ART REVIEW: Life off the streets

The interesting thing about the Wax Poetic Gallery is that you don’t expect to find an artist, a good artist at that, displayed on their walls. But there he is — the quasi-surrealist, Ronald Llanos. Of course you will first have to pass the regenerative energy bar on your left, and the hair salon on your right. Not to worry: Every step is worth it.

This is the first single art installation by the socially aware Llanos, who greatly appreciates the quote of the Dada movement artist Max Ernst, “There is art about art and art about life.” And Llanos delivers on that quote with his genuinely engaging and playful works, which are relatively small given his amount of talent.

Each piece tells a story of Los Angeles seen through younger eyes, and all with movement. Those movements include his scenes like “Pussy Cats at Borders” and “Musicians at Jax” jazz bar in Glendale. Not only does Llanos know his way around every landmark that native Angelenos hold close to their hearts, he makes you love them more with his vibrant work, especially his piece “Paseo Colorado” in Pasadena.

“I’m interested in the people and places of Los Angeles. The urban realities around me hold plenty for me to be inspired by,” Llanos said in a news release. “I have been focusing on the urban street life in Pasadena and Los Angeles. Pasadena, being my hometown, and Los Angeles being an endless source of inspiration,” he said.

The ephemeral subject that Llanos likes to portray requires a quickness to producing his work, hence his great affection for the use of watercolor and ink as his media of choice. Pegged as a realist based on his style, Llanos implores elements of surrealism and escapism through his sometimes humorous twist to a given subject.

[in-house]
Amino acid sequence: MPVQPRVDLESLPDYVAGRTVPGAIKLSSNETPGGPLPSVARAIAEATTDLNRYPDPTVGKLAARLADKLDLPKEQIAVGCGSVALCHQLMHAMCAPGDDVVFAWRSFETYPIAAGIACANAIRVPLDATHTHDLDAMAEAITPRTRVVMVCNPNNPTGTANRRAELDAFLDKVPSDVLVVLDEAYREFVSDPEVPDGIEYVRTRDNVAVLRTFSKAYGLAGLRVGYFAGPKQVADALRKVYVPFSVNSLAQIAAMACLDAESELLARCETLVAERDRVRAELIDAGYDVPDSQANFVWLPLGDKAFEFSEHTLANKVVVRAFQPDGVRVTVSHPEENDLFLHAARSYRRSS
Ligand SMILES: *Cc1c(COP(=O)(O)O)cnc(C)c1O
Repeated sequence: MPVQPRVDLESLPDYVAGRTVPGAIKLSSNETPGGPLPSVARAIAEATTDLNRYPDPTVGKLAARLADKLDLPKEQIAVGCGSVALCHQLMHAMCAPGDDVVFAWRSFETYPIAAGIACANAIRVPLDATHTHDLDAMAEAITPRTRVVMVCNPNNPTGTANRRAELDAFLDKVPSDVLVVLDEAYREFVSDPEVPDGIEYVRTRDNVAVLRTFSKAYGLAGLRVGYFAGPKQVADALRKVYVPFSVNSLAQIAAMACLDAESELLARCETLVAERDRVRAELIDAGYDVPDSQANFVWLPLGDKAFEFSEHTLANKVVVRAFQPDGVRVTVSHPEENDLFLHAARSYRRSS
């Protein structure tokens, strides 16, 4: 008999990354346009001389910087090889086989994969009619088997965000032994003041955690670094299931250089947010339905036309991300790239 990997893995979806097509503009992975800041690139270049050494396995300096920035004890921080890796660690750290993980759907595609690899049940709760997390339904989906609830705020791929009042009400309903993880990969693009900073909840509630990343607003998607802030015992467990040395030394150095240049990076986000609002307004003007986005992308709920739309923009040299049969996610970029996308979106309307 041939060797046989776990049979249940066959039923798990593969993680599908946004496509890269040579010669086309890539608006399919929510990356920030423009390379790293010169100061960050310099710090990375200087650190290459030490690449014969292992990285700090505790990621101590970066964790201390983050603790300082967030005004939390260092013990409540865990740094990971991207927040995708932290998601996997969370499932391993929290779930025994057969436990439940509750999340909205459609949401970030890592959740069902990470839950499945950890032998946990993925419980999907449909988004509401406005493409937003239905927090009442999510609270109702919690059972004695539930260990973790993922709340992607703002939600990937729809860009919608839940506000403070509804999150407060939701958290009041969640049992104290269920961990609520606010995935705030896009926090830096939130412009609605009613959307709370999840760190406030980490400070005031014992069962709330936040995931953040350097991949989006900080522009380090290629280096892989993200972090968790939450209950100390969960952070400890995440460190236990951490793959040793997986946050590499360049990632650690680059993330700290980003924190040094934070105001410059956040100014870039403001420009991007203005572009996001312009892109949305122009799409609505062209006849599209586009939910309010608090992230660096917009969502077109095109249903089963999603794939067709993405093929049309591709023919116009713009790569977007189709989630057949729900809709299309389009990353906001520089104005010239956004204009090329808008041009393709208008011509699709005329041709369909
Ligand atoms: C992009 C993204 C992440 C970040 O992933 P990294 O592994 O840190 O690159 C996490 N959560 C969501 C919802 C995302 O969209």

“I think escapism, even in artists that are labeled ‘realists,’ is an important facet in the work of any artist. All artists do this in one way or another,” he said. “Some are more direct and some not.”

Llanos has taken inspiration through appreciation of other noted artists including Honore’ Daumier and John Sloan. Both of these artists had documented the interaction of individuals according to the current time period. In his own work, Llanos not only takes aim, but hits the bull’s-eye, which is no doubt another reason why he educates through lecture and forums at prestigious institutes of art around Los Angeles including the Pasadena Arts Center, Brentwood Art Center and the Art Center College of Design.

Since childhood, Llanos has utilized his adept skills of social observance to create drawings that are beyond anything outsiders might attempt in showing a side of Los Angeles with a heartbeat.

He understands his city, but what’s more is that he clearly loves his city.

Llanos’ exhibit at Wax Poetic may be small, but how often do you walk out of a gallery with a smile on your face because the work actually made you feel good about your city? Exactly.

 MICHAEL BOLGER is a freelance arts writer, most recently working for the San Diego Community News Group covering the La Jolla Contemporary Museum of Art, La Jolla Playhouse and San Diego Music Center.

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